2. Treatment of poisoning: poisoning - the most likely causes and how to manage or treat.

Global context:
Integrated learning will be encouraged by students applying knowledge of law, ethics, scientific, clinical and practice skills from all 4 years in the workshops and coursework.

Brief description of teaching and learning methods:
This module is to be taught mainly by PBL, with each topic introduced by a single lecture, consolidated by workshops.
Work experience in a clinical environment: students will undertake a one week placement (35 hours) in the summer term of Part 3. The students will also receive training and then undertake health checks on other students and staff throughout the autumn term.

The spring term will be taught through workshops to prepare the students for the OSCE assessment and their pre-registration training.
Attendance at all lectures and workshops is required and poor attendance will be recorded in the student’s personal file.

Contact hours:
  Autumn Spring Summer
Lectures 10
Practicals classes and workshops 40 40
Guided independent study 40 35
Placement 35
Total hours by term 125.00 75.00
Total hours for module 200.00

Summative Assessment Methods:

Method Percentage
Report 10
Practical skills assessment 65
Class test administered by School 25

Other information on summative assessment:
Coursework will contribute 35% of the total module mark. 10% of which is awarded for the continuing professional development (CPD) record of the one clinical week placement. 25% of which is awarded for a blackboard test based on all the PBL exercises and health checks.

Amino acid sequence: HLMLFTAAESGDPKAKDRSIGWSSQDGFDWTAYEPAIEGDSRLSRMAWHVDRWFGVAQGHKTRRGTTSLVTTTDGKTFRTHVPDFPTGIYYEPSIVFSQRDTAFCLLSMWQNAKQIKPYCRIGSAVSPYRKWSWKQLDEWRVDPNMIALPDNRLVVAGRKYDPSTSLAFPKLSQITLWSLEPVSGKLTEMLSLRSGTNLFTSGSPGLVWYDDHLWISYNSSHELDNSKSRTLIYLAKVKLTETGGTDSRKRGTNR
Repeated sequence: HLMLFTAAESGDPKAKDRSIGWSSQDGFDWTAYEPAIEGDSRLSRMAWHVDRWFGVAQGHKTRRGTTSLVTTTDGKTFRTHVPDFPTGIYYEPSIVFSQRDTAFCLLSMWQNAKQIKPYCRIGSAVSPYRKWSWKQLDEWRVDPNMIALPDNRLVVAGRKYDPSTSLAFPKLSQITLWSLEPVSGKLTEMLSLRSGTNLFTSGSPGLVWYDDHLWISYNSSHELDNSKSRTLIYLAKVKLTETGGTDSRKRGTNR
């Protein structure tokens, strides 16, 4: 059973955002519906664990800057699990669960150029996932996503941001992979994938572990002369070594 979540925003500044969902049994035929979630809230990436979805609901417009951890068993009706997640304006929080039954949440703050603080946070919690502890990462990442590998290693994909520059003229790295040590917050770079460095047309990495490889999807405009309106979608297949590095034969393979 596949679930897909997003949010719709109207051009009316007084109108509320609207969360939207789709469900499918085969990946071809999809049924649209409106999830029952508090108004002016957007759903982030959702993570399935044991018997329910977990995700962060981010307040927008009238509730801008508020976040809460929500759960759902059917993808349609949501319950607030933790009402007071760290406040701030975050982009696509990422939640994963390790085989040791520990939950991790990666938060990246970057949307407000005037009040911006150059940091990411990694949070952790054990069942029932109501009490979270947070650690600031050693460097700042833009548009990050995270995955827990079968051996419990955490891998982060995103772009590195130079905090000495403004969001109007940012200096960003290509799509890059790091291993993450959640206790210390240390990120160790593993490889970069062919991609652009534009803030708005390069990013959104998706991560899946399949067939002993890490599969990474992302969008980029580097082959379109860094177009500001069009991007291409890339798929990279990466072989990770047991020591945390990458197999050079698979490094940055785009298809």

An OSCE (Objective Structured Clinical Examination) will be the examination format for this module. OSCEs will take place during the examination period in the summer term and will contribute 65% of the final module mark. A series of scenarios will be presented, which will be assessed against a list of required criteria with a member of staff. This will assess the clinical and counselling skills acquired from all Pharmacy Practice and Therapeutics modules.

Formative assessment methods:

Penalties for late submission:
In accordance with University policy, 10% of marks will be deducted from coursework which is submitted up to one week late. Coursework submitted later than this will receive no credit unless there are extenuating circumstances and the relevant form is completed.
Deductions to individual student marks may be made as a result of peer review, if a student has failed to contribute fairly to the PBL task/s.
A student giving dangerous advice at any OSCE station will be given a zero mark for that station. If a student is awarded 2 zero marks they will automatically be deemed to fail the whole OSCE.
Academic misconduct will be dealt with in accordance with University policy.

Length of examination:
Total length of OSCE examination is 1 hour.

Requirements for a pass:
A mark of 40% overall and a mark of at least 40% in the OSCE (40% average over all stations); if two OSCE stations are given zero marks, the student will fail the entire OSCE even if the remaining station marks provide an overall average of 40%.

Reassessment arrangements:
Reassessment in July/August
For students who have achieved a pass in the coursework or OSCE at the first attempt, the respective mark will be carried forward to the reassessment.

Last updated: 16 August 2012